Amazon has tapped 14-year company veteran Nader Kabbani to run its new pharmacy business, including the team that came in through last year's acquisition of PillPack, CNBC has learned.
Kabbani, who helped build Amazon's Kindle self-publishing platform and has served as vice president in the logistics and Flex businesses, is now "vice president of consumables, special projects," according to an internal document that was viewed by CNBC.
The entire team at PillPack, which Amazon bought for more than $800 million in June, reports directly to Kabbani, the document says. That includes CEO TJ Parker, product chief Elliot Cohen and technology head Alan Gao.
Amazon declined to comment.
The pharmacy business has huge potential for Amazon. In the U.S., more than 4 billion prescriptions are ordered annually, and spending is expected to top $600 billion in the next few years, much of that covered by insurers and Medicare and Medicaid. With PillPack, Amazon is poised to take a slice of the growing home delivery market, though it could also potentially incorporate retail pharmacy offerings at Whole Foods locations, after buying the upscale grocery chain for more than $13 billion in 2017.
Kabbani's appointment shows Amazon is putting one of its most ambitious new projects in the hands of a trusted company executive with plenty of experience in supply chain and logistics, but no background in pharmaceuticals or health care. He was in charge of Amazon Flex, the company's program that hires individuals to make deliveries on a flexible schedule, as well as other aspects of Amazon's last-mile delivery strategy. His LinkedIn page has him listed as the vice president of Flex since March 2017.
The pharmacy and distribution industries have been watching Amazon's every move.
Following the announced acquisition of PillPack, shares of drug distributors and pharmacies plummeted, with Walgreens Boots Alliance plunging 9.9 percent and McKesson dropping 6.1 percent. CVS Health, Cardinal Health, AmerisourceBergen and Rite Aid also fell on concern that Amazon would eat into their markets. Pharmacy is a notoriously challenging sector, given the dominance of brick-and-mortar incumbents and the middlemen that negotiate drug prices and manage their distribution.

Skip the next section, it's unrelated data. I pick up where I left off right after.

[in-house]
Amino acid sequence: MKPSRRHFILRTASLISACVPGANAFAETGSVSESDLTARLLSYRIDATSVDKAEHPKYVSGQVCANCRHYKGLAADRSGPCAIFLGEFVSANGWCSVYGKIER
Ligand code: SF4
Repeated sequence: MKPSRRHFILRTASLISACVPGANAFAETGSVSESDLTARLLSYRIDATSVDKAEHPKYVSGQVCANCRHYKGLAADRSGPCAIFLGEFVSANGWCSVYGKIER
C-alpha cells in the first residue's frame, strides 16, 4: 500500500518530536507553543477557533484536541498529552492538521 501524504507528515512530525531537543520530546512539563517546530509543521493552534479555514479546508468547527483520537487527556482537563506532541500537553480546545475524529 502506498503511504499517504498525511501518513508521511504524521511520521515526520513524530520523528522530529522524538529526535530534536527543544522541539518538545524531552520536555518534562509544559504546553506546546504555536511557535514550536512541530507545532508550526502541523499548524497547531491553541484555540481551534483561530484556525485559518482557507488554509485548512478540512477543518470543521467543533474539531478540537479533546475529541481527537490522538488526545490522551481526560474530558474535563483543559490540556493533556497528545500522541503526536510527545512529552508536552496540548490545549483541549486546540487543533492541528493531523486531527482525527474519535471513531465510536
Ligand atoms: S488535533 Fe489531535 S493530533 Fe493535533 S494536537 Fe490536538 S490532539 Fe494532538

Shortly into his new role, Kabbani was the point person for the purchase of PillPack, according to three people familiar with the matter who asked not to be named because the discussions were private. Walmart had been in talks with PillPack for months prior to that deal.
The PillPack purchase represented one of Amazon's most public moves into the $3.5 trillion health-care industry. The company has been looking at the pharmacy space for years and started hiring a team in 2017.
"No matter how complicated health care may be behind the scenes, consumers see pharmacy as just another e-commerce category," said Jonathan Schwartz, CEO of Carezone, an internet pharmacy start-up. "They want modern digital experiences. Traditional providers ought to be rethinking their approach to customer retention."
Since the acquisition, the PillPack team has remained fairly quiet, other than filing for some new pharmacy licenses. Amazon hasn't announced plans for PillPack and has done little by way of adding new health products to its marketplace. It already sells over-the-counter pills, at-home DNA tests, and medical supplies like gauze and bandages.
Kabbani is best known for his work on the Kindle e-reader, which he worked on from 2007 to 2013. He helped create the Kindle Direct Publishing platform, enabling authors to self-publish digital and printed books. He's also a classical concert pianist and board member at the Seattle Symphony.
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